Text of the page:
House Panel Takes Aim At Change Healthcare, FTC Over Hack

    A House subcommittee exploring ways to boost cybersecurity in the healthcare industry on Tuesday blasted Change Healthcare for failing to take appropriate steps to block a damaging cyberattack that echoed another recent strike on critical infrastructure and the Federal Trade Commission for not stopping the provider from controlling such a large market share. 

  • April 16, 2024

    Eli Lilly's Insulin Price Cap Deal Collapses After Cert. Denial

    Eli Lilly & Co. and insulin buyers have called off a proposed nationwide settlement that would've capped insulin prices and been worth up to $500 million over several years, a decision that was made after the buyers lost a class certification bid early this year, according to the buyers' counsel.

  • April 16, 2024

    NC Treasurer Backs FTC On Hospital Merger Challenge

    North Carolina's treasurer agreed Monday that Novant Health's $320 million plan to pick up a pair of hospitals is a bad idea, throwing its weight behind the Federal Trade Commission's challenge to the deal in federal court.

Expert Analysis

  • Opinion

    Federal MDL Rule Benefits From Public Comments

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    The new Federal Rule of Civil Procedure concerning multidistrict litigation that was approved this week by the Advisory Committee on Civil Rules incorporates ideas from public comments that will aid both plaintiffs and defense attorneys — and if ultimately adopted, the rule should promote efficient, merits-driven MDL case management, say Robert Johnston and Gary Feldon at Hollingsworth.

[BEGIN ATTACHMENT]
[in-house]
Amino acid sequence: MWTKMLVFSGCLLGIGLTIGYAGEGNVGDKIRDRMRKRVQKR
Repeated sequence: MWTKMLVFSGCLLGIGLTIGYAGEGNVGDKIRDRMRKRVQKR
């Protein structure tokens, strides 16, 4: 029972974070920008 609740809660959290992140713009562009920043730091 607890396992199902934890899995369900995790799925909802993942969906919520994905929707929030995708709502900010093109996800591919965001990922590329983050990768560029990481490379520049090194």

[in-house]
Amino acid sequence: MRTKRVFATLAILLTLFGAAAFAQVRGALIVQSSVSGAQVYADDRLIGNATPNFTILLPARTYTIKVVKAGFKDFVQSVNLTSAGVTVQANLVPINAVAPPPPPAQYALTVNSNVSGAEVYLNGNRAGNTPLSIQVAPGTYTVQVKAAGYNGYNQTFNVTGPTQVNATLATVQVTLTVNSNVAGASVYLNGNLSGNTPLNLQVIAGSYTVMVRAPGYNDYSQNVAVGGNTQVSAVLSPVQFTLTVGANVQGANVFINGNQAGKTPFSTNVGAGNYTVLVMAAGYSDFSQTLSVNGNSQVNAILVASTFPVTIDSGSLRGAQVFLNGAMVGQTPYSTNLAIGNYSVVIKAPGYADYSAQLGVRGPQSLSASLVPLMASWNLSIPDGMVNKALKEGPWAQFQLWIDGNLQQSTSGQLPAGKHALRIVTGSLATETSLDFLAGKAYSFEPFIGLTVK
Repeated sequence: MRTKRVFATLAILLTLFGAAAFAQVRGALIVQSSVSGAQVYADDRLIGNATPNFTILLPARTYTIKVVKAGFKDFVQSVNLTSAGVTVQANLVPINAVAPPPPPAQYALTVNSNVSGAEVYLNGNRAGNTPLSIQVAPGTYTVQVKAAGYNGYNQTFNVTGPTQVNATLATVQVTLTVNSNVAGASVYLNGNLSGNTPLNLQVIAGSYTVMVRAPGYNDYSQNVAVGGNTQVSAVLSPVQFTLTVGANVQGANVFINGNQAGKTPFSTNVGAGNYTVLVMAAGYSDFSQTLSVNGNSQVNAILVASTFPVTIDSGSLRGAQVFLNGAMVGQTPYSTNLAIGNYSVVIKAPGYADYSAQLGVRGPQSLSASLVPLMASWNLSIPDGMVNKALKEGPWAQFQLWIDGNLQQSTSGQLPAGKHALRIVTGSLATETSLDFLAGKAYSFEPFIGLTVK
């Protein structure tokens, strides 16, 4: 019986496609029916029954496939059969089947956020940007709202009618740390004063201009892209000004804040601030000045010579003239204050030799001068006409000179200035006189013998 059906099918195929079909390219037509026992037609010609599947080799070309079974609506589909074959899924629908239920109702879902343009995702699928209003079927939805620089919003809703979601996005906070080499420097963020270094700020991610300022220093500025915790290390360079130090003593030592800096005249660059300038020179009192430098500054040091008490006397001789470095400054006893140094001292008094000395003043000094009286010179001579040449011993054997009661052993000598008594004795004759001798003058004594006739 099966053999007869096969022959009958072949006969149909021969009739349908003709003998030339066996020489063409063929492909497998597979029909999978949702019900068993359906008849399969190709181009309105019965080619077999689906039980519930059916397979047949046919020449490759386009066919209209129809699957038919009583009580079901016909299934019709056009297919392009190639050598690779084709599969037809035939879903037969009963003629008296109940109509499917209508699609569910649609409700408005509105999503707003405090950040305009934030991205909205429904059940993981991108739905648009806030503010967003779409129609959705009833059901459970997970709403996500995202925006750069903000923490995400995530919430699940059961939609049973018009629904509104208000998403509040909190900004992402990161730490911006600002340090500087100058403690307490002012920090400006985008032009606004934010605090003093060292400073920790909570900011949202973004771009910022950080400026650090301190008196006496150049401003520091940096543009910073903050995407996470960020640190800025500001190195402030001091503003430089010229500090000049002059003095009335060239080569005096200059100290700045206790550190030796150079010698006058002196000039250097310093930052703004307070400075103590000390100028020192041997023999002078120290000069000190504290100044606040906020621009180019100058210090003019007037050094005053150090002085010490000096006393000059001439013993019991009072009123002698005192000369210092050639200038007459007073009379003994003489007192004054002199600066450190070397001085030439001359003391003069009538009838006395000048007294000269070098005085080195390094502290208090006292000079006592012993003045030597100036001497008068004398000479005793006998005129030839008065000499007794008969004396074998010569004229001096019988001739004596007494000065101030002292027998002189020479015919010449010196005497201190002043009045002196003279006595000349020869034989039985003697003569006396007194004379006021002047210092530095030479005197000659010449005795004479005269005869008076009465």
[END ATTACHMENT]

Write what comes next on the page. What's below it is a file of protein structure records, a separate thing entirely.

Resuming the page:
• Practicing Law With Parkinson's Disease

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    This Parkinson’s Awareness Month, Adam Siegler at Greenberg Traurig discusses his experience working as a lawyer with Parkinson’s disease, sharing both lessons on how to cope with a diagnosis and advice for supporting colleagues who live with the disease.

  • When Trade Secret Protection And Nat'l Security Converge

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    The Trump administration's anti-espionage program focused on China is over, but federal enforcement efforts to protect trade secrets and U.S. national security continue, and companies doing business in high-risk jurisdictions need to maintain their compliance programs to avoid the risk of being caught in the crosshairs of an investigation, say attorneys at Baker McKenzie.

  • The Merger Cases That Will Matter At ABA Antitrust Meeting

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    While the American Bar Association's Antitrust Spring Meeting this week will cover all types of competition law issues in the U.S. and abroad, expect the federal agencies' recent track record in merger enforcement to be a key area of focus on the official panels and in cocktail party chatter, say attorneys at Freshfields.

  • Calif. Verdict Showcases SEC's New 'Shadow Trading' Theory

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    Last week's insider trading verdict, delivered against biopharmaceutical executive Matthew Panuwat by a California federal jury, signals open season on a new area of regulatory enforcement enabled by the U.S. Securities and Exchange Commission's shadow trading theory, say Perrie Weiner and Aaron Goodman at Baker McKenzie.

  • Series

    Playing Hockey Makes Me A Better Lawyer

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    Nearly a lifetime of playing hockey taught me the importance of avoiding burnout in all aspects of life, and the game ultimately ended up providing me with the balance I needed to maintain success in my legal career, says John Riccione at Taft.

  • For Lawyers, Pessimism Should Be A Job Skill, Not A Life Skill